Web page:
Example. My mother is strict about cleanliness and has a sharp and critical eye about appearances (over anything). I myself am strict about order, and although my mother's eye for appearance has endowed me with a good sense of looks and fashion, I have self-perception issues, and I'm quick to judge people on appearances (just as she is too). My father's contribution to all this was mostly to soften my mother's 'blows' :p
08-03-2009, 06:57 AM
Is it socially defined, or can you be an entire person in complete solitude? What makes a personality?
08-04-2009, 09:40 PM
Really? No one?
08-05-2009, 12:57 AM
I think you picked the wrong forum for this one--seems more appropriate for Inhumane Condition.
That said, our personality only manifests in the company of others--that is, how we relate to and with them, and how we treat them.
08-05-2009, 01:00 AM
It's a combination of all the biases you pick up by the time you're 21.
08-05-2009, 01:06 AM
^Um, that implies that there is no personality for those under age 21.
Heck, a two year old has a personality--and usually, a rather unpleasant one at that.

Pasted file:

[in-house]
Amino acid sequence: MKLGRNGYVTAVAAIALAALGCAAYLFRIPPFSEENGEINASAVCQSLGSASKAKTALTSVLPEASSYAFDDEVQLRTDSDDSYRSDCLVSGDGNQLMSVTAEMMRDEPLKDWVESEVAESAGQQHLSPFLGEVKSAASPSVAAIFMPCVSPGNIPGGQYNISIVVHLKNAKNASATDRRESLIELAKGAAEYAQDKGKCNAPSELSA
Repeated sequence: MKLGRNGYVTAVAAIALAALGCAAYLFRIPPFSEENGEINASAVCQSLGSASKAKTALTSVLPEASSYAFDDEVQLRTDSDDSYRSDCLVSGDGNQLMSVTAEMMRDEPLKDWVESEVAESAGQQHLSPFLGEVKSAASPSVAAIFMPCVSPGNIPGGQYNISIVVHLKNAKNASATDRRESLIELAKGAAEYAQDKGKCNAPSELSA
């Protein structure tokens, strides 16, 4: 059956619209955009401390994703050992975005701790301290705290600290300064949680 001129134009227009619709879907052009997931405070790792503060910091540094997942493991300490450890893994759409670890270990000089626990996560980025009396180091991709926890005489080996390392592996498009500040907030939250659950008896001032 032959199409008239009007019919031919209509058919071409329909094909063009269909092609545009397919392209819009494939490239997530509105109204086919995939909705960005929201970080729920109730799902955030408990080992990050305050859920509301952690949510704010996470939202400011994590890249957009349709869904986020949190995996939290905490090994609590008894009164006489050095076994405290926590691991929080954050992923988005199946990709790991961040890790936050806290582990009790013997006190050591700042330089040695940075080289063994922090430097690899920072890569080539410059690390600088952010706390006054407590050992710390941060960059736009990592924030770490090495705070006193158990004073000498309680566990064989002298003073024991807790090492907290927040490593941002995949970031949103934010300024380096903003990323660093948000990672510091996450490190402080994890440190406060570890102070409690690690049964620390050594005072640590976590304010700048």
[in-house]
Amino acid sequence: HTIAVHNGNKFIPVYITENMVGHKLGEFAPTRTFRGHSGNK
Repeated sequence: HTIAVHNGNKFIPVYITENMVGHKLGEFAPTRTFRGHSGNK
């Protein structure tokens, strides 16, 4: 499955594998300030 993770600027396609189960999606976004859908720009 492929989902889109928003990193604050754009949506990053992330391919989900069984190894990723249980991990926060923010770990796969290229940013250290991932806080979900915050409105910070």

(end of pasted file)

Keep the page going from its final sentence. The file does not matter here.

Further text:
It's not only socially defined.
Let's say someone's alone at home drinking a cup of coffee, and they accidentally drop it and it shatters. They can say "Oopsy daisies!" or "JESUS FUCKING CHRIST! *PUNCHES HOLE IN THE WALL*"
It carries over to everything. The difference between atheists and christians, conservatives and niggers. It's all a mix of psychological/environmental influences and genetics.
08-05-2009, 03:49 AM
Your personality is just what you say and what you do in social situations.
08-05-2009, 05:04 AM
The personality is a pretty odd thing, considering how eerily accurate the MBTI indicators place us into the 16 'type set' personalities. Although I think its more of a collection of preferences (i.e introversion/extroversion or a preference to preform rather than learn/absorb) and like ChiChi says a mix of different influences rather than rigid structures of personalities we all fall into. However, the Myers-Briggs type indicator and related socionics does a rather remarkable job at empiricizing the personality.
I do think the genetic aspect of personality is rather overlooked, as personality is largely genetic. if you take a look at statistics based on the MBTI. (and other more structured experiments done by psychologists I cant be bothered to find) there is strong evidence supporting the heritablity of personality. Although of course, one cannot deny the fact that the environment plays a huge role in the development of a persons personality. (personality being defined "the complex of all the attributes--behavioral, temperamental, emotional and mental--that characterize a unique individual;"). A boy would obviously grow up into a different person if he was raised in sub sahara africa rather than San Francisco, but I would go so far to say that the boy and his parents are similar people with similar preferences.